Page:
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Hudson River Almanac December 16-21, 2003

OVERVIEW

As indicated by the observations included in the Almanac each week, there is much to see along the Hudson in winter. Come look for yourself at our first eagle watch of the season on Wednesday, December 31, at Westchester County's George's Island Park, off Route 9A in Montrose (just south of Peekskill). This program starts at 2:00 PM in the parking lot at the river. Or celebrate the arrival of 2004 with our 18th Annual New Year's Day Natural History Hike at Westchester's Croton Point Park in Croton-on-Hudson. The hike will begin, regardless of weather, at 2:00 PM in the main parking lot. Afterwards we will share hot cider, toasted marshmallows, good music, and a warm fire in Senasqua Lodge. Both programs are free of charge.

HIGHLIGHT OF THE WEEK

12/16 - Town of Cortlandt, HRM 43: This morning saw ice, the first of the season, on Loundsbury Pond near the headwaters of Dickey Brook, a Hudson River tributary. I pussyfooted out onto 4" of ice and drilled my first holes of the season. The sunrise was lovely and I was as excited about viewing the morning flight of crows as I was about ice fishing. For two decades now I've watched at dawn from this little pond as the commuter crows from Rockland County pass over, headed for their day jobs in Westchester. The numbers vary, day to day, but average about 150 birds, singly and in small groups, some chattering, some silent. But this year things are different: only 40 crows were to be seen. West Nile virus has taken a tremendous toll on several species of birds, and crows seem especially vulnerable, or perhaps it is just more noticeable with them.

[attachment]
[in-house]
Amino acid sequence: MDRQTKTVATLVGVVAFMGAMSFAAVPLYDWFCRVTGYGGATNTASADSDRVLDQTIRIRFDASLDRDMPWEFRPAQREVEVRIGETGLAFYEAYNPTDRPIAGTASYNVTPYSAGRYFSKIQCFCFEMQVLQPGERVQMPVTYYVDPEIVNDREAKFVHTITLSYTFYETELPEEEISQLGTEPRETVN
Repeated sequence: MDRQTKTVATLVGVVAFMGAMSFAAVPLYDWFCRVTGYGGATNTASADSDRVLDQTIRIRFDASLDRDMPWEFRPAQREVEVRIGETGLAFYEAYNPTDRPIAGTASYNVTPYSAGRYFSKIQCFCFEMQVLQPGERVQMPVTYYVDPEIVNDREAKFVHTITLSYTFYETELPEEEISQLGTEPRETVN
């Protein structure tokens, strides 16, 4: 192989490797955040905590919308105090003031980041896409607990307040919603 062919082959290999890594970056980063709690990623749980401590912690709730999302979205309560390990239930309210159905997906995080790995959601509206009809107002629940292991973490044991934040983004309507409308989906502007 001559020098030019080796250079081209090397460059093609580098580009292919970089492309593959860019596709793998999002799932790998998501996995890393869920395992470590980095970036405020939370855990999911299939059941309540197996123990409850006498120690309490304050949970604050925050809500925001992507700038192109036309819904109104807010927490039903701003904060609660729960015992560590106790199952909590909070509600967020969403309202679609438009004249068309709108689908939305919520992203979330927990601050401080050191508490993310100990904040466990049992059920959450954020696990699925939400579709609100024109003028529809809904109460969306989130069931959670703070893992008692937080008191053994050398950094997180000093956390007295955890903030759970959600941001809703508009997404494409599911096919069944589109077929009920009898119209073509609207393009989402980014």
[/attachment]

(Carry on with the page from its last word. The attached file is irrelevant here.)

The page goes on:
- Christopher Letts

NATURAL HISTORY NOTES

12/16 - Town of Cortlandt, HRM 43: This morning saw ice, the first of the season, on Loundsbury Pond near the headwaters of Dickey Brook, a Hudson River tributary. I pussyfooted out onto 4" of ice and drilled my first holes of the season. The sunrise was lovely and I was as excited about viewing the morning flight of crows as I was about ice fishing. For two decades now I've watched at dawn from this little pond as the commuter crows from Rockland County pass over, headed for their day jobs in Westchester. The numbers vary, day to day, but average about 150 birds, singly and in small groups, some chattering, some silent. But this year things are different: only 40 crows were to be seen. West Nile virus has taken a tremendous toll on several species of birds, and crows seem especially vulnerable, or perhaps it is just more noticeable with them.
- Christopher Letts

Hudsonia's studies of wildlife interactions with invasive plants - especially common reed (Phragmites), purple loosestrife, Japanese knotweed, and water-chestnut - continue. I'm very interested in hearing other peoples' observations. Some things to look for (these have all been observed in the northeastern states): sparrows eating Phragmites seeds; beaver eating purple loosestrife; bird nests in Japanese knotweed; invertebrates overwintering on or in any of these plants; squirrels and other rodents eating water-chestnut seeds; birds or mammals using stands of these plants for shelter from the weather or for foraging. Please post your observations to the Almanac or email me kiviat@bard.edu . Quick messages are fine, details are even better. Thanks!
- Erik Kiviat

12/18 - Newcomb, HRM 302: While the lower Hudson Valley had 1.3" of rain, up here we had rain, followed by heavy wet snow, topped off this morning with fluffy snow, more like foothills of snow. We had accumulated 18" from the weekend storm (Paul Smiths Adirondacks Visitors Information Center northeast of Saranac Lake had 34"). We now have about 20". The world was a beautiful white outside the Newcomb Adirondacks Visitors Information Center this morning.